Criteria Used To Identify Critical Habitat Back to Top

We began our analysis by evaluating both species of flatwoods salamander in the context of their distribution within their historic range, to determine what portion of their range must be included to ensure conservation of both species. We assessed the critical life-history components of flatwoods salamanders, as they relate to habitat. Flatwoods salamanders require small, acidic, depressional standing bodies of freshwater for breeding, upland pine flatwoods-savanna habitat that is open, mesic and maintained by fire for non- breeding habitat, and ecotonal habitat areas between non-breeding and breeding habitat that allow for salamander movement. Therefore, all areas meeting these requirements were considered for inclusion.

To determine which areas should be designated as critical habitat, we then evaluated where the necessary physical and biological features of flatwoods salamander habitat occur within areas occupied at the time of listing and for areas unoccupied at listing, whether these areas were essential to the conservation of the species. Detailed data on specific locations are included in the unit description in the Critical Habitat Designation section of this final rule. We considered the following criteria in the selection of areas that contain the essential features for the frosted and reticulated flatwoods salamanders and focused on designating units: (1) Throughout the current geographic and ecological distribution of the species; (2) that retain or provide for connectivity between breeding sites that allows for the continued existence of viable and essential metapopulations (populations at individual ponds that interbreed over time), despite fluctuations in the status of subpopulations; (3) that possess large continuous blocks of occupied habitat, representing source populations or unique ecological characteristics; and (4) that contain sufficient upland habitat around each breeding location to allow for sufficient survival and recruitment to maintain a breeding population over the long term.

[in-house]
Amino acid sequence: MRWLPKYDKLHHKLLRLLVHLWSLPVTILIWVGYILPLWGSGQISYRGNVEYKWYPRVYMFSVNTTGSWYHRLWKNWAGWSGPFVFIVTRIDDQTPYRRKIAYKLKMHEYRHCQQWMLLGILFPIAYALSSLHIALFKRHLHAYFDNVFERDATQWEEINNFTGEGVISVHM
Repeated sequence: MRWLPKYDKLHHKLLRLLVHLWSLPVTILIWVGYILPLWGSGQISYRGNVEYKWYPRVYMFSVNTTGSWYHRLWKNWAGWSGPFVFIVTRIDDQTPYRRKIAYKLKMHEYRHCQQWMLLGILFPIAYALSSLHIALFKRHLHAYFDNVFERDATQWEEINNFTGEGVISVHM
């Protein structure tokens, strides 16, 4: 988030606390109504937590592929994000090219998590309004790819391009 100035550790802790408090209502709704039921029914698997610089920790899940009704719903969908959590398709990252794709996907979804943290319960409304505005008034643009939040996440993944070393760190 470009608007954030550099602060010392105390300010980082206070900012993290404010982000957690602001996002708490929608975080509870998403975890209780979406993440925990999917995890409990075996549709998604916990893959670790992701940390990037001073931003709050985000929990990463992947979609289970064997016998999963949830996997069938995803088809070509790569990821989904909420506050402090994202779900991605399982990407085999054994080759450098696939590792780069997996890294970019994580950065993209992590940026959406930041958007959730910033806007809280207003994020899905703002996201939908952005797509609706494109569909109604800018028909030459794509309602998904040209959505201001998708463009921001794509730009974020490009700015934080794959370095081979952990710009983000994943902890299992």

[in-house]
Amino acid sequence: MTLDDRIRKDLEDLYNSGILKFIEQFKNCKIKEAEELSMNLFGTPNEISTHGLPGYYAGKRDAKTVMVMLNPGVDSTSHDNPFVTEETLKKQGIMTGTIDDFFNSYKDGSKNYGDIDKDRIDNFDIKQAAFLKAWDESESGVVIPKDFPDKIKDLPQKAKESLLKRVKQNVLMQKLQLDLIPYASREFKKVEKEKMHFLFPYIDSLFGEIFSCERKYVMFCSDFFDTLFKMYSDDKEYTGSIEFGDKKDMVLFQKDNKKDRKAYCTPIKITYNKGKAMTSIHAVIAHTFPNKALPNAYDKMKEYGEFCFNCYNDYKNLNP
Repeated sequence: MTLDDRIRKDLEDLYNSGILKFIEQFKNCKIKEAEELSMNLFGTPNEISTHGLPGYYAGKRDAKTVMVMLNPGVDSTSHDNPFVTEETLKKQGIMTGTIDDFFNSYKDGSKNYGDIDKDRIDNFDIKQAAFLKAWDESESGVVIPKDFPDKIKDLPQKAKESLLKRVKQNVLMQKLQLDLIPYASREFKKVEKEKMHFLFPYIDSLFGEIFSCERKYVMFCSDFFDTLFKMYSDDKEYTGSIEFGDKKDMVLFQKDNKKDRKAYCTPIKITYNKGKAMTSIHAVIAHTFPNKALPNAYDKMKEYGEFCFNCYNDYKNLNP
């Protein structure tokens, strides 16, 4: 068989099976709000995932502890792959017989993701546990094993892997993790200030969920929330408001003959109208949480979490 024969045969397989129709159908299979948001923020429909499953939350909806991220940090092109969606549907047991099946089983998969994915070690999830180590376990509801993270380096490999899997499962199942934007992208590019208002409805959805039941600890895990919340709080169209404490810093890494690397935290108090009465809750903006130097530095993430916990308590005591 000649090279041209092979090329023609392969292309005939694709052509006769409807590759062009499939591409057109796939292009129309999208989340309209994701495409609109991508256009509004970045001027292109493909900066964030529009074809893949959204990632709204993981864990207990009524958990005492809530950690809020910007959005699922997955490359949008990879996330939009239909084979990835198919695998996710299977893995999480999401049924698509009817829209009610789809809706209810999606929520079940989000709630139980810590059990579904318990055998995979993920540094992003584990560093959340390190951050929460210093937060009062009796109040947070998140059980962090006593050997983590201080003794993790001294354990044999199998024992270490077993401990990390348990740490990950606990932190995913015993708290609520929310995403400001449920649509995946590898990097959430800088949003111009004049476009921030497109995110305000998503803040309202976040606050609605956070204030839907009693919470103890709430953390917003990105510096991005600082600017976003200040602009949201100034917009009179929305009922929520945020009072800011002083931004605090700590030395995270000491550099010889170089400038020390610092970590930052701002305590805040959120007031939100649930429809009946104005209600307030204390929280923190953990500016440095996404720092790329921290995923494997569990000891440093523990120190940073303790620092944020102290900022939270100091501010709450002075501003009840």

We selected areas for the frosted flatwoods salamander and the reticulated salamander that were occupied at the time of listing, based on the best scientific data available, which possess those physical and biological features essential to the conservation of the species that may require special management considerations or protection. In addition, we included two areas subsequently identified as occupied by the frosted flatwoods salamander and essential to the conservation of the species. We found that the two newer (post-listing) occurrence records were in close proximity to areas already known to support the frosted flatwoods salamander. We identified critical habitat units that were occupied at the time of listing based on: (1) Presence of the defined PCEs; (2) density of flatwoods salamander occurrences; and (3) kind, amount, and quality of habitat associated with those occurrences. We identified critical habitat units that were not occupied at the time of listing based on: (1) Density of flatwoods salamander occurrences; (2) kind, amount, and quality of habitat associated with those occurrences; and (3) a determination that these areas are essential to the conservation of the species.